An execution warrant in Saudi Arabia was published to social media on Tuesday, providing a rare insight into how the death penalty is implemented in the secretive kingdom.
The warrant, posted to Twitter, ordered an unnamed prisoner to be executed in “Retribution Square” in the northern town of Qurayyat at 9am (0700 GMT).
— علي الدبيسي (@ali_adubisi) October 25, 2016
Translation of tweet: Saudi Arabia returns to performing executions in public on Tuesday 9am according to a letter (top secret/urgent and important) with an accused in a drugs case after it (execution) was performed in prison.
The order was signed by the local police chief Mufdhi bin Abdallah al-Khamees and it instructed the Qurayyat General Hospital to “carry out the necessary procedure upon receipt of the prisoner’s corpse” after the execution had taken place.
A doctor was also ordered to be present at the execution, which in Saudi Arabia is typically a public beheading carried out by a masked executioner with one blow to the neck with a long curved silver sword.
The doctor was required to attend the beheading to confirm the prisoner’s death.
British human rights group Reprieve said they had information the execution was carried on Tuesday as ordered.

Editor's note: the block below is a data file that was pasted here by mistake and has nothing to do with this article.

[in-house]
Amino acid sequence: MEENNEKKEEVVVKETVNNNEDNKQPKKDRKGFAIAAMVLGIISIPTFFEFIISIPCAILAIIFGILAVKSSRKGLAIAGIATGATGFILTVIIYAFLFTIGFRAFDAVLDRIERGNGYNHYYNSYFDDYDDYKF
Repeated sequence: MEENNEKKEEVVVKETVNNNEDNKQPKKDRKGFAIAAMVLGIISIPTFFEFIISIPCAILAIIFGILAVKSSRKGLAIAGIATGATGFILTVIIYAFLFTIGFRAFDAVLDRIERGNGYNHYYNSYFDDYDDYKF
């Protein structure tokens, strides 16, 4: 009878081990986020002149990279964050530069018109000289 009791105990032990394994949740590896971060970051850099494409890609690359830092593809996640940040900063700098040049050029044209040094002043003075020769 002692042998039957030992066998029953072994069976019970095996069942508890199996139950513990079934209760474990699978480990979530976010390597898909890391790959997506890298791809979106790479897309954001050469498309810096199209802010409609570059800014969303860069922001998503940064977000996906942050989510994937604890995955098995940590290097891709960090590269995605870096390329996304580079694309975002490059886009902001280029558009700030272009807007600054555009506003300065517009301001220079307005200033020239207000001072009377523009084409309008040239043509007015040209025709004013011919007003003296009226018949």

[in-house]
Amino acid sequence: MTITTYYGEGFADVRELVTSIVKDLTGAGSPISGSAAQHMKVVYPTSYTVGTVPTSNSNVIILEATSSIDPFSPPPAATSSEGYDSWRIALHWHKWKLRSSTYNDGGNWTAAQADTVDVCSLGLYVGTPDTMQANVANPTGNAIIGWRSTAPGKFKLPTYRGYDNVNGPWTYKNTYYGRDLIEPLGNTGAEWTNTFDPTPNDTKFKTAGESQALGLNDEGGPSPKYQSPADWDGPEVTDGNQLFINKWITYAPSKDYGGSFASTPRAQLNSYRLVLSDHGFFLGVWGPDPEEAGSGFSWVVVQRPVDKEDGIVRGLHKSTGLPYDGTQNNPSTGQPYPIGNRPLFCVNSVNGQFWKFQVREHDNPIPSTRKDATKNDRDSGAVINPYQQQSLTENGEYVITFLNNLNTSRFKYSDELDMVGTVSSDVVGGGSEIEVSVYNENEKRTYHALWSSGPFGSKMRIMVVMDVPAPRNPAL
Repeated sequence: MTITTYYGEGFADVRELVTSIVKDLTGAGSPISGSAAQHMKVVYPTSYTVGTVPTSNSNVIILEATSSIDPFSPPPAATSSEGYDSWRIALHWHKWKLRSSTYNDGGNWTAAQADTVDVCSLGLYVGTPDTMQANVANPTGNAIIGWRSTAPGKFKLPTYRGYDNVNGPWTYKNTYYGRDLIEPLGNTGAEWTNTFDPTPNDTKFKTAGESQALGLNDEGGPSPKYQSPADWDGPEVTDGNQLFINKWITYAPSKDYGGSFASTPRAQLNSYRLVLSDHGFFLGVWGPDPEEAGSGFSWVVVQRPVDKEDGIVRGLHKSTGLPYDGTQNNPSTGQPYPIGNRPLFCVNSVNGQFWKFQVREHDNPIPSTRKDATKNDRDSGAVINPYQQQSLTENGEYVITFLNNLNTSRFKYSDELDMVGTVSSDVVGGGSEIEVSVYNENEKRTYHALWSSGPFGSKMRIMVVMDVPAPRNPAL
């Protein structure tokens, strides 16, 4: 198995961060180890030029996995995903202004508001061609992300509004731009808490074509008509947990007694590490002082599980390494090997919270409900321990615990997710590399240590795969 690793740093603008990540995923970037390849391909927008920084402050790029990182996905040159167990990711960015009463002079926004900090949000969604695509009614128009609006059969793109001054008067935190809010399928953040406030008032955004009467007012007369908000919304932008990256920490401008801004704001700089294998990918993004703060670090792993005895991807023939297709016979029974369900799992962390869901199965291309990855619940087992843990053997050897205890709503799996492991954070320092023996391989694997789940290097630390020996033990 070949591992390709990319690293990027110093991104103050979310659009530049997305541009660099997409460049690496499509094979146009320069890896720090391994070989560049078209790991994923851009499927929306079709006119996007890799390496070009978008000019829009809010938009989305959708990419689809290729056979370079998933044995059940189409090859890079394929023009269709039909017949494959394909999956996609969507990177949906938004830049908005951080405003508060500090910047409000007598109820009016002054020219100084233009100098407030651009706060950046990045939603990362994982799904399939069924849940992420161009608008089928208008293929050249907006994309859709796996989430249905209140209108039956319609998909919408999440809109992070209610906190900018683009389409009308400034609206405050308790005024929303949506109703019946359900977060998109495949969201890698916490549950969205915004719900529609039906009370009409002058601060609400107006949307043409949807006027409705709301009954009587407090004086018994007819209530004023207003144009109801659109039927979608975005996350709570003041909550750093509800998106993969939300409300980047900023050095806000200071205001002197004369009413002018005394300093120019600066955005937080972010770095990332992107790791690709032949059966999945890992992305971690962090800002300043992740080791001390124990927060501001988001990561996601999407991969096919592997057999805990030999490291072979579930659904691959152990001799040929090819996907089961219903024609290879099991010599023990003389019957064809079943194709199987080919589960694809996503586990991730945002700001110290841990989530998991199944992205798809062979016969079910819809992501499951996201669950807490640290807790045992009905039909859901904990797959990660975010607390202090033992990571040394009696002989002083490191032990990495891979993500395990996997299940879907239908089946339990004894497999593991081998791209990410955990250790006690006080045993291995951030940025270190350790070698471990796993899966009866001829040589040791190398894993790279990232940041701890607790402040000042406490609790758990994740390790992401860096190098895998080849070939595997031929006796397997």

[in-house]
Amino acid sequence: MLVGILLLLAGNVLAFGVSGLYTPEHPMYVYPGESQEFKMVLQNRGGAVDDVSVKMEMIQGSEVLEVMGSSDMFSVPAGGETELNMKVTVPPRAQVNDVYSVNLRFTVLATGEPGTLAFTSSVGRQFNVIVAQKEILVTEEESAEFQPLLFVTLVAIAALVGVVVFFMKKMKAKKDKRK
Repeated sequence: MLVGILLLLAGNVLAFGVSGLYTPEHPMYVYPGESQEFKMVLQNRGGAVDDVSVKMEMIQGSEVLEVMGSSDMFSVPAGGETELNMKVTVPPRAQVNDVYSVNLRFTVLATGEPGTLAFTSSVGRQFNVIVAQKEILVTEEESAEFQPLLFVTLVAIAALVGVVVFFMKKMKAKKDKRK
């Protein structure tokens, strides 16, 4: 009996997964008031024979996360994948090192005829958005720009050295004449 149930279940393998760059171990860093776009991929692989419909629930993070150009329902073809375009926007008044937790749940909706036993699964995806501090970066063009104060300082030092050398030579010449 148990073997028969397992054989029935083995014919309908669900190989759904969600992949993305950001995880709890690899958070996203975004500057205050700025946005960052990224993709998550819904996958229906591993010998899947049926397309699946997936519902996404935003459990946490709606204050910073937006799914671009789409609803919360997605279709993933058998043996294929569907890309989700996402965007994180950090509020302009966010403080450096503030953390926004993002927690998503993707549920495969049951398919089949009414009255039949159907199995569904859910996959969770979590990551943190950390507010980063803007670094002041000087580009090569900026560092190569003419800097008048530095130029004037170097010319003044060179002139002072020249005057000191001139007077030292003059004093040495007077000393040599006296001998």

Reprieve said the publishing of the execution warrant exposed the nature of human rights abuses in the kingdom.
“It is chilling to see the Saudi execution procedure laid bare,” Reprieve director Maya Foa said in a statement. “The gruesome details contained in this warrant only serve to highlight the shocking abuses that continue in the kingdom.”
Prior to the latest executions, Human Rights Watch reported on 19 October that Saudi authorities have executed 134 prisoners so far in 2016.
Many of those executed in Saudi Arabia are convicted of drug charges, while other crimes that carry the death penalty include murder, and less commonly apostasy, adultery and homosexuality.
Earlier this month Saudi authorities executed a prince for the first time in over 40 years, after the royal had been convicted of murdering another man during a brawl.
The execution of Prince Turki bin Saud bin Turki bin Saud al-Kabeer brought praise in some quarters within the kingdom, with government supporters stating the sentence demonstrated no one is above the law in Saudi Arabia.
Saudi Arabia has come under increasing criticism for abuses as the kingdom stands for re-election to the United Nations Human Rights Council.
As well as highlighting a lack of women’s rights, Human Rights Watch said on Monday that Saudi Arabia should not be allowed to sit on the council because of its ongoing war in Yemen, where its military has been accused of committing an array of war crimes.
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